Professor Zhang has said that in 2015, a third of the entire U.S. population (approximately 108 million people) lived in geographic regions in which ozone levels were higher than the set EPA standard. Moreover, as global ozone levels will increase due to climate change and the increasing warmth of the atmosphere, there will likely be an increased trend in these findings.

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Link Between Childhood Cardiovascular Risk Factors & Future Lower Cognition

A recent study published by the Journal of the American College of Cardiology includes data that indicates an association between the presence of cardiovascular risk factors in adolescence, and a lower cognition later in life–“regardless of the exposure experienced during adulthood.”


The data investigated a sample of 3,596 individuals from childhood to adulthood, including follow-up cognitive testing, in addition to measurements of cardiovascular risk factors like cholesterol levels, blood pressure, body mass index, exposure to smoking, etc.

The study was able to specifically pinpoint the worsening of midlife cognitive performance among those individuals with high blood pressure and cholesterol in childhood, adolescence, and young adulthood. The data further demonstrated that smoking in adolescence and young adulthood is linked to a decrease in cognition: specifically, memory and learning.

Study participants between the ages of 6 and 24 who had all risk factors within the recommended levels performed better on cognitive testing than their counterparts who exceeded all risk factors guidelines at least twice; the difference corresponded to the effect of 6 years of aging. Researchers further found that those participants with the highest blood pressure had a difference in cognitive age of 8.4 years, compared to those with the lowest blood pressure.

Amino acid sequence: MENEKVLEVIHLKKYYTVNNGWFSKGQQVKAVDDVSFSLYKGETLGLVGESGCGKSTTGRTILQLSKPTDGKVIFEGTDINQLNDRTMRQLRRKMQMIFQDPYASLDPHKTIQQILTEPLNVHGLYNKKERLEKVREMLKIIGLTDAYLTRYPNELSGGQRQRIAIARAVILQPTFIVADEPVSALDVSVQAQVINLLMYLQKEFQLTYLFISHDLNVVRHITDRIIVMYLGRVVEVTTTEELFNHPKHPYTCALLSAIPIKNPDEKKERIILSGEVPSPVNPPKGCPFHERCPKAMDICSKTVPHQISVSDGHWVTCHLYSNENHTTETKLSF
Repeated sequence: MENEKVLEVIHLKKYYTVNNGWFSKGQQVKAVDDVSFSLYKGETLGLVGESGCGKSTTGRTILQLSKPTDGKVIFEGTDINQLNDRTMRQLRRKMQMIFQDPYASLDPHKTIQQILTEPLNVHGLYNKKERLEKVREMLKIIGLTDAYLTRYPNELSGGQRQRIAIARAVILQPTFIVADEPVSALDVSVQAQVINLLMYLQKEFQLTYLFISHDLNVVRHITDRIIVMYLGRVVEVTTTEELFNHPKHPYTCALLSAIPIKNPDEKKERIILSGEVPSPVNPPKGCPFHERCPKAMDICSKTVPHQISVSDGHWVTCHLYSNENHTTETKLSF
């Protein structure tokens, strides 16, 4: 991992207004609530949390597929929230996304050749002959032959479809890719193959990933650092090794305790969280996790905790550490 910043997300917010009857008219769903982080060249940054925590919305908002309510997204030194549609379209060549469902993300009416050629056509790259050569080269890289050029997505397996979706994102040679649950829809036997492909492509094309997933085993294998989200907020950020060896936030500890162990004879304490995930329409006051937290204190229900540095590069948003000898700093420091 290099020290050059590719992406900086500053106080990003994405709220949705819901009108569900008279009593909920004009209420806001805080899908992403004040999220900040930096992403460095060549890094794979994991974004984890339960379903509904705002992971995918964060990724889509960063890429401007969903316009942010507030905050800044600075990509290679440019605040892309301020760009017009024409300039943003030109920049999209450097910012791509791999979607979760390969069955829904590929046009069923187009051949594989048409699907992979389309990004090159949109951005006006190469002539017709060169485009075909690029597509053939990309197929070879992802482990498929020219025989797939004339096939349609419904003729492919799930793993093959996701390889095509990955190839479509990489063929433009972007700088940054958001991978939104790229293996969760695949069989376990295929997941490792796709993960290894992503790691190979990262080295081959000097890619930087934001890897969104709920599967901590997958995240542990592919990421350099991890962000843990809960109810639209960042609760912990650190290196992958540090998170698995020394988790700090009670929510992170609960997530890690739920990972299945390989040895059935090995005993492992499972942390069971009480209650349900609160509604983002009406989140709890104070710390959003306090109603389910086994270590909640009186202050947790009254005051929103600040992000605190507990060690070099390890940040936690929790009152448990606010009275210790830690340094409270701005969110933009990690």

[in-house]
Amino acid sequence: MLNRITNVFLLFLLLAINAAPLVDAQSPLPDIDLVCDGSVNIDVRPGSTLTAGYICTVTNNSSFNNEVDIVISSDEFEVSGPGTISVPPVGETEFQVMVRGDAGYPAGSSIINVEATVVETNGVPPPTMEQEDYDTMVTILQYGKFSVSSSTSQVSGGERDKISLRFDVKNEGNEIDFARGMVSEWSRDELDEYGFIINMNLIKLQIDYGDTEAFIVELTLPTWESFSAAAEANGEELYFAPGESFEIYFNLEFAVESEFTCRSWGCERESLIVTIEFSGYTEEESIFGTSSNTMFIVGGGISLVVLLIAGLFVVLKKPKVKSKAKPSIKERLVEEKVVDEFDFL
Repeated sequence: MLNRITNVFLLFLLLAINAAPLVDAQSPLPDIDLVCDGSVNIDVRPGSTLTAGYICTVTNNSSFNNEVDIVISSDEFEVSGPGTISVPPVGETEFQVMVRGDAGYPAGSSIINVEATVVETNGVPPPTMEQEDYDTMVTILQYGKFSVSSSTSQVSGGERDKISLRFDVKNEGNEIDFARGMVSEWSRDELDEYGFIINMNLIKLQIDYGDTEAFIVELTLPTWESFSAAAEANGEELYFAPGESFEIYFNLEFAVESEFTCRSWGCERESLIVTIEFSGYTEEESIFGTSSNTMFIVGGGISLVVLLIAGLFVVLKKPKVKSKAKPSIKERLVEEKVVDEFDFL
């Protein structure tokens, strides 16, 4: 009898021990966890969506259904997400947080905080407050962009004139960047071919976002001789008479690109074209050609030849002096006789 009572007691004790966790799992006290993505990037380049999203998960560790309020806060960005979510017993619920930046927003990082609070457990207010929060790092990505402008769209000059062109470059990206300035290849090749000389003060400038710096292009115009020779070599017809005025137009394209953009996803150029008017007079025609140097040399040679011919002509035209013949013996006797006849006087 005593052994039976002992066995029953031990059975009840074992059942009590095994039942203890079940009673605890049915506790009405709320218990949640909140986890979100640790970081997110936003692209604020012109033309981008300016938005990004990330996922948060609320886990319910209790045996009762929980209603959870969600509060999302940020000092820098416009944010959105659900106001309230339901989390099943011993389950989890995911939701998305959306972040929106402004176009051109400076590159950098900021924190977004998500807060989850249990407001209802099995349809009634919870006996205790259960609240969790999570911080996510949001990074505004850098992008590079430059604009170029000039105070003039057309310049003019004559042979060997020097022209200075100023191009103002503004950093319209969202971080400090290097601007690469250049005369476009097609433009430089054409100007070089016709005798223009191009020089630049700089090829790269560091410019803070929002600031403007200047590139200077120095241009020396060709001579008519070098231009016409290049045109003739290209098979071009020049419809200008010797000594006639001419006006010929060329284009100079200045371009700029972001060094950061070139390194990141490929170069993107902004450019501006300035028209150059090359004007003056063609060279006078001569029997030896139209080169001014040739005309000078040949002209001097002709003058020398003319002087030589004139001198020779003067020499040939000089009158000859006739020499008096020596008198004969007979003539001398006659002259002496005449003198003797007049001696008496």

Suvi Rovio, PhD, lead author of the study and a senior scientist at the Research Centre of Applied and Preventative Cardiovascular Medicine at the University of Turku in Finland, stated: “These findings support the need for active monitoring and treatment strategies against cardiovascular risk factors from childhood…this shouldn’t just be a matter of cognitive deficits prevention, but one of primordial prevention.”

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The Benefits of a Vegan Diet

While there are a multitude of promises available regarding specific diets that will help individuals lose weight and/or mitigate cardiovascular risks factors, clinical research indicates that within a few weeks of eating a whole-food, plant-based diet, many people will have improved insulin sensitivity and lowered levels of cholesterol.


Dr. Thomas M. Campbell, Medical Director of the T. Colin Campbell Center for Nutrition Studies and clinical director of the University of Rochester Program for Nutrition Medicine, also refers to the high probability of improved bowel movements, enhanced sleep hygiene and increased energy, and improved skin quality.

Extensive scientific literature and research demonstrates that dietary cholesterol and saturated fat are linked to a heightened risk of cardiovascular disease. Meat and fish have saturated fat, while a vegan diet is devoid of any cholesterol, and low in terms of saturated fat. When people begin to eat a plant-based diet, therefore, their cholesterol levels decline; and ultimately, their risk of cardiovascular disease decreases. This all happens within a few weeks, as blood vessel walls become healthier due to the increase of nitric oxide in arterial walls, which reduces the risk for heart attacks and strokes. Moreover, without heavy saturated fats from animal products, blood is less viscous and begins to pump more easily at lower pressures.